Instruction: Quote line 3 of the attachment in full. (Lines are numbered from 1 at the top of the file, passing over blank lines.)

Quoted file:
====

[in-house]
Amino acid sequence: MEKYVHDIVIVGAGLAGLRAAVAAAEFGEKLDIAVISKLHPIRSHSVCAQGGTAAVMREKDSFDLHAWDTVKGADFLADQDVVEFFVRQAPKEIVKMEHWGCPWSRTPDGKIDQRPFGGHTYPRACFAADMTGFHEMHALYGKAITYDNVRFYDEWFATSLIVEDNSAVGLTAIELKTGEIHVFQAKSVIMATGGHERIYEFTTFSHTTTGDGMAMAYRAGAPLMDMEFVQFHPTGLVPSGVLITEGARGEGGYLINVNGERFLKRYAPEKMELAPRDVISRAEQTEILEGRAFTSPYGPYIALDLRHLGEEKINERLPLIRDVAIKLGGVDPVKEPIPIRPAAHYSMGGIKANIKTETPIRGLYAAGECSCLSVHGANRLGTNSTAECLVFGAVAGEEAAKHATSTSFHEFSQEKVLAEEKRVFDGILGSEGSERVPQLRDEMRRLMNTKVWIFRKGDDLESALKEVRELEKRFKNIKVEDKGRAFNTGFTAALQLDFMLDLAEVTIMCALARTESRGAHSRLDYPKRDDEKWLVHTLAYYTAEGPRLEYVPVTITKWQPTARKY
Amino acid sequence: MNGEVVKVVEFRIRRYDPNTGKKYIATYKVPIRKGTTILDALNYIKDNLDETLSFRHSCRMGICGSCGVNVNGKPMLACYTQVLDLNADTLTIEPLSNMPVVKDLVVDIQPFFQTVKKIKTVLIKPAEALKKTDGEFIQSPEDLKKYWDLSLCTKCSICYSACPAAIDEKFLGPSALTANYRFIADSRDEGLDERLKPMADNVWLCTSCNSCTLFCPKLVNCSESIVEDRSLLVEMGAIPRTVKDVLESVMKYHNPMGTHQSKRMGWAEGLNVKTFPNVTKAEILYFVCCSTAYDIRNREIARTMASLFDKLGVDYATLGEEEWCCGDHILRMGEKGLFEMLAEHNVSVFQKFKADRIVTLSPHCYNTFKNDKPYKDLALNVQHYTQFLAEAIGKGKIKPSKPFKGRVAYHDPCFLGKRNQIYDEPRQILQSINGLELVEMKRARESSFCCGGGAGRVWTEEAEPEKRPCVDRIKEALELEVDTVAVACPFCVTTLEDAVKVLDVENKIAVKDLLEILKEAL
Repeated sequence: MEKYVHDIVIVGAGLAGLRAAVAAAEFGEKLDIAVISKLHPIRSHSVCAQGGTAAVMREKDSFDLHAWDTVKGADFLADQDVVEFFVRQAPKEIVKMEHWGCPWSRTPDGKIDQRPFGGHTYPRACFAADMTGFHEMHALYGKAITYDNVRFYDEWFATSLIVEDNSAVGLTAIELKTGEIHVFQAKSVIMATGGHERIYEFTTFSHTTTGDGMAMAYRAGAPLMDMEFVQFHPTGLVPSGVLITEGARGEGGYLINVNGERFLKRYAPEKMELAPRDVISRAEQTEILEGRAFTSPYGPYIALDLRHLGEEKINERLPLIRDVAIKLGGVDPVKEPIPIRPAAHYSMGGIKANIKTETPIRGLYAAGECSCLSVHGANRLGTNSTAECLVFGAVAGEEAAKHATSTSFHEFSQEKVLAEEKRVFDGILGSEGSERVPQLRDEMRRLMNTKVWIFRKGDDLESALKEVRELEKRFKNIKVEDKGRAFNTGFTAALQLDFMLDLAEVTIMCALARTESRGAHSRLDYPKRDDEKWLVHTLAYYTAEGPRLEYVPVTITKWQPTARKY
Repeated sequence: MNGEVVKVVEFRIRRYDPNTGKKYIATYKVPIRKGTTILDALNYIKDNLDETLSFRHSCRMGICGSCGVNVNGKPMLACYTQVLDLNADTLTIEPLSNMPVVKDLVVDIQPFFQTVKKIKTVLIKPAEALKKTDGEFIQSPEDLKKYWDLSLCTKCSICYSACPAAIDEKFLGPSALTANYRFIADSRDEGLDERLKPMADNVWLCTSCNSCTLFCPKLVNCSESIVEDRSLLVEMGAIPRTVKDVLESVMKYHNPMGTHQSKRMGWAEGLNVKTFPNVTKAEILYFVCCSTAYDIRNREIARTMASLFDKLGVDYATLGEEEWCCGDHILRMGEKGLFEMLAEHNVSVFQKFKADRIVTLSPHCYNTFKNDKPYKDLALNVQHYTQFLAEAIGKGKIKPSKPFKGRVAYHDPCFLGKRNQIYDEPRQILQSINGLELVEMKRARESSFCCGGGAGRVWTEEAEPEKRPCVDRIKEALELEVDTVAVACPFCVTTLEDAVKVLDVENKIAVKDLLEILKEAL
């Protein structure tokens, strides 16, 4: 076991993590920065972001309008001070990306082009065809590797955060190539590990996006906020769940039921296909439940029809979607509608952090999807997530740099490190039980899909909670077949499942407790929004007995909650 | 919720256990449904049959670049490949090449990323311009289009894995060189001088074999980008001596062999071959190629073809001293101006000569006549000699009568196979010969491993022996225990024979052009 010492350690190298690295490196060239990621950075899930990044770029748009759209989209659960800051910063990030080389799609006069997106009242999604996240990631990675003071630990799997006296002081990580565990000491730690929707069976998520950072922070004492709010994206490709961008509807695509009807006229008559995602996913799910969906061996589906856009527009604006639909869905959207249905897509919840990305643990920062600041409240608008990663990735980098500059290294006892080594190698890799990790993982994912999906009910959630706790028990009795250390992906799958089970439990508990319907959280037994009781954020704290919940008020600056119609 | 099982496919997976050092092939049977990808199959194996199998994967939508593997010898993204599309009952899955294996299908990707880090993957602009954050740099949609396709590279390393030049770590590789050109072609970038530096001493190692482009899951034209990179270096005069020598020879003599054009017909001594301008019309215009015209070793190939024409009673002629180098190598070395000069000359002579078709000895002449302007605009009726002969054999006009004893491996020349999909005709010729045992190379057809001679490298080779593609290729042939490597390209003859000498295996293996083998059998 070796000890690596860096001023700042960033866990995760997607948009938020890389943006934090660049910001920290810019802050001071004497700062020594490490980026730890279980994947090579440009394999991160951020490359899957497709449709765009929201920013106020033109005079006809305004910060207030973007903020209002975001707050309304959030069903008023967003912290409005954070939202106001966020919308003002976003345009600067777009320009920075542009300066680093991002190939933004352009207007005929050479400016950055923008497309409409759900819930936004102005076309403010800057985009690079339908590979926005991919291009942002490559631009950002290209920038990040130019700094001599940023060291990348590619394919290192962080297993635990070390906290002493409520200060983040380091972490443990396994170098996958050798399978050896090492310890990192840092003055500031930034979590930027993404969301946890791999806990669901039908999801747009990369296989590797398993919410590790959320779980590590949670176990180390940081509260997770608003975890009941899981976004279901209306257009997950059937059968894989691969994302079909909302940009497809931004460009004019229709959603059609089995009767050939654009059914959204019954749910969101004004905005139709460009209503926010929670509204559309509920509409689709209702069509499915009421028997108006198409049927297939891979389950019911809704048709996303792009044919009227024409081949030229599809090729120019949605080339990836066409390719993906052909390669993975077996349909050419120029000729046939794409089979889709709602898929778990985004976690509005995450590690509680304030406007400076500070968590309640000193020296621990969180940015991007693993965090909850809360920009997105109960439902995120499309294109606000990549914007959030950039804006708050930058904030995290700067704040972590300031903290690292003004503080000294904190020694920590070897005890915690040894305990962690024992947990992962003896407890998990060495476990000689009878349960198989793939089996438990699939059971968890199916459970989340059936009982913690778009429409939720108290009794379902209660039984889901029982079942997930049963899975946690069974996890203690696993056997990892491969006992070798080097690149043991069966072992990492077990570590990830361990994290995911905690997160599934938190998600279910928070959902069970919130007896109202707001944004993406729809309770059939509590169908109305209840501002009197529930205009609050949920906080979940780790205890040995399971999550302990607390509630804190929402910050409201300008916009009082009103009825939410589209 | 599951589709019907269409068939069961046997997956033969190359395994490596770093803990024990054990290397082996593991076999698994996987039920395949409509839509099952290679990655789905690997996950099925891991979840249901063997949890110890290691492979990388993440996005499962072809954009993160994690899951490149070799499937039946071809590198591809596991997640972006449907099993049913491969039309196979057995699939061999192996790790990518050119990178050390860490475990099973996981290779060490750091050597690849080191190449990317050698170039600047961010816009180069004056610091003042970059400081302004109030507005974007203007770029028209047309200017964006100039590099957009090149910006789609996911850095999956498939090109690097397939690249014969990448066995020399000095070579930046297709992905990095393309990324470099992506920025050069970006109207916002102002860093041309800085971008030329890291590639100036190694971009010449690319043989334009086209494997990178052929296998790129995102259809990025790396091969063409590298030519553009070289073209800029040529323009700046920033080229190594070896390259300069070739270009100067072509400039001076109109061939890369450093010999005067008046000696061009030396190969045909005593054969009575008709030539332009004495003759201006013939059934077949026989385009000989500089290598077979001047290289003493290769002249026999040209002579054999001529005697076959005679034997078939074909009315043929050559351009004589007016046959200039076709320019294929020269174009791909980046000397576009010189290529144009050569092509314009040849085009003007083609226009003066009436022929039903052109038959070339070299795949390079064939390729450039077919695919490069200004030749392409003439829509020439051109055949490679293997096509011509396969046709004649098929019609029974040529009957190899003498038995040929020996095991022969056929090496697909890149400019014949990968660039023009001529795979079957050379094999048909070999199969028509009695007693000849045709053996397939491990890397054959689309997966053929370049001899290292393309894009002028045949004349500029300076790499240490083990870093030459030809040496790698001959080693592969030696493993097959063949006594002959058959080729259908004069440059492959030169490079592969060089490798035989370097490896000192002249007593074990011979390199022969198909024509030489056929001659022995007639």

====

Amino acid sequence: MNGEVVKVVEFRIRRYDPNTGKKYIATYKVPIRKGTTILDALNYIKDNLDETLSFRHSCRMGICGSCGVNVNGKPMLACYTQVLDLNADTLTIEPLSNMPVVKDLVVDIQPFFQTVKKIKTVLIKPAEALKKTDGEFIQSPEDLKKYWDLSLCTKCSICYSACPAAIDEKFLGPSALTANYRFIADSRDEGLDERLKPMADNVWLCTSCNSCTLFCPKLVNCSESIVEDRSLLVEMGAIPRTVKDVLESVMKYHNPMGTHQSKRMGWAEGLNVKTFPNVTKAEILYFVCCSTAYDIRNREIARTMASLFDKLGVDYATLGEEEWCCGDHILRMGEKGLFEMLAEHNVSVFQKFKADRIVTLSPHCYNTFKNDKPYKDLALNVQHYTQFLAEAIGKGKIKPSKPFKGRVAYHDPCFLGKRNQIYDEPRQILQSINGLELVEMKRARESSFCCGGGAGRVWTEEAEPEKRPCVDRIKEALELEVDTVAVACPFCVTTLEDAVKVLDVENKIAVKDLLEILKEAL